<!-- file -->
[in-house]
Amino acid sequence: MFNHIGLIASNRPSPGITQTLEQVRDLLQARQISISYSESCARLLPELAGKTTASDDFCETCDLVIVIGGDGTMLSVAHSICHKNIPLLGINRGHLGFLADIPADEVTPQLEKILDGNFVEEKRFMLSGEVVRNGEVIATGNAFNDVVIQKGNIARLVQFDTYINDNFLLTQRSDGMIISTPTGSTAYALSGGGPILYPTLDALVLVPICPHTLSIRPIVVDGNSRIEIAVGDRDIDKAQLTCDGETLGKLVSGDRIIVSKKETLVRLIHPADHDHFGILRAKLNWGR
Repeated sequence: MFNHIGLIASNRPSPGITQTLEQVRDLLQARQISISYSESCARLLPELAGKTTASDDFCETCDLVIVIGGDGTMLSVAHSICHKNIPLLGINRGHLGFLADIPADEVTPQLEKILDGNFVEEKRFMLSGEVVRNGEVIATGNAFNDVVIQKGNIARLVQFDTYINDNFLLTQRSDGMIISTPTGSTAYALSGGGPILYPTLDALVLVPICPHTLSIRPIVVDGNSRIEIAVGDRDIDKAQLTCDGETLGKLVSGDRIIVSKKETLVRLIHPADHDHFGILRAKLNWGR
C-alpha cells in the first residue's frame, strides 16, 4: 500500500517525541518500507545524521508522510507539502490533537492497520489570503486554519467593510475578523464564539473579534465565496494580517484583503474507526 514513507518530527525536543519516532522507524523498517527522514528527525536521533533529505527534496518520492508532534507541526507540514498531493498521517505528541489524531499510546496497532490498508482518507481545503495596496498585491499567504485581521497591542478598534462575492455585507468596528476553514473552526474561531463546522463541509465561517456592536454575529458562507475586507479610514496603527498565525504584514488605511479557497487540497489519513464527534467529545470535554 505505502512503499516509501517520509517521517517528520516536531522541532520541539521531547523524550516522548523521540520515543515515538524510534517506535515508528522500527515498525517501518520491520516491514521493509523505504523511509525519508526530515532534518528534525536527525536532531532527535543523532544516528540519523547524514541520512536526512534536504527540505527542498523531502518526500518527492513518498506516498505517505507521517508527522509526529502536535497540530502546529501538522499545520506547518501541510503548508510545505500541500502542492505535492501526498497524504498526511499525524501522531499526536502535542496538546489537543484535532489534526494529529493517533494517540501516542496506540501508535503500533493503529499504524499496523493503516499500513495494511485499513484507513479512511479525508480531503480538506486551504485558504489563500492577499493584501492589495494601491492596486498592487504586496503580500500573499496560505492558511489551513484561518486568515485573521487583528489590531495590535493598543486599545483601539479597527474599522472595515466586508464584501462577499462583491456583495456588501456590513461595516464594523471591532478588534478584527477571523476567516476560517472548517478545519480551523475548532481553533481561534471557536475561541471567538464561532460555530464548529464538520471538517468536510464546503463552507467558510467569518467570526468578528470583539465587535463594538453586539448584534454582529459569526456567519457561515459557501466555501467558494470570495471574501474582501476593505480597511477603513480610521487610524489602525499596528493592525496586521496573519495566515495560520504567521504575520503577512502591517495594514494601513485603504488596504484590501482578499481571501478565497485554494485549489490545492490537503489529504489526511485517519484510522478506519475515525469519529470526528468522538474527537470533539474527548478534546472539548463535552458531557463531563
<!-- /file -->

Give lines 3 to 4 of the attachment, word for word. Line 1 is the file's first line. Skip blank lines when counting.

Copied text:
Repeated sequence: MFNHIGLIASNRPSPGITQTLEQVRDLLQARQISISYSESCARLLPELAGKTTASDDFCETCDLVIVIGGDGTMLSVAHSICHKNIPLLGINRGHLGFLADIPADEVTPQLEKILDGNFVEEKRFMLSGEVVRNGEVIATGNAFNDVVIQKGNIARLVQFDTYINDNFLLTQRSDGMIISTPTGSTAYALSGGGPILYPTLDALVLVPICPHTLSIRPIVVDGNSRIEIAVGDRDIDKAQLTCDGETLGKLVSGDRIIVSKKETLVRLIHPADHDHFGILRAKLNWGR
C-alpha cells in the first residue's frame, strides 16, 4: 500500500517525541518500507545524521508522510507539502490533537492497520489570503486554519467593510475578523464564539473579534465565496494580517484583503474507526 514513507518530527525536543519516532522507524523498517527522514528527525536521533533529505527534496518520492508532534507541526507540514498531493498521517505528541489524531499510546496497532490498508482518507481545503495596496498585491499567504485581521497591542478598534462575492455585507468596528476553514473552526474561531463546522463541509465561517456592536454575529458562507475586507479610514496603527498565525504584514488605511479557497487540497489519513464527534467529545470535554 505505502512503499516509501517520509517521517517528520516536531522541532520541539521531547523524550516522548523521540520515543515515538524510534517506535515508528522500527515498525517501518520491520516491514521493509523505504523511509525519508526530515532534518528534525536527525536532531532527535543523532544516528540519523547524514541520512536526512534536504527540505527542498523531502518526500518527492513518498506516498505517505507521517508527522509526529502536535497540530502546529501538522499545520506547518501541510503548508510545505500541500502542492505535492501526498497524504498526511499525524501522531499526536502535542496538546489537543484535532489534526494529529493517533494517540501516542496506540501508535503500533493503529499504524499496523493503516499500513495494511485499513484507513479512511479525508480531503480538506486551504485558504489563500492577499493584501492589495494601491492596486498592487504586496503580500500573499496560505492558511489551513484561518486568515485573521487583528489590531495590535493598543486599545483601539479597527474599522472595515466586508464584501462577499462583491456583495456588501456590513461595516464594523471591532478588534478584527477571523476567516476560517472548517478545519480551523475548532481553533481561534471557536475561541471567538464561532460555530464548529464538520471538517468536510464546503463552507467558510467569518467570526468578528470583539465587535463594538453586539448584534454582529459569526456567519457561515459557501466555501467558494470570495471574501474582501476593505480597511477603513480610521487610524489602525499596528493592525496586521496573519495566515495560520504567521504575520503577512502591517495594514494601513485603504488596504484590501482578499481571501478565497485554494485549489490545492490537503489529504489526511485517519484510522478506519475515525469519529470526528468522538474527537470533539474527548478534546472539548463535552458531557463531563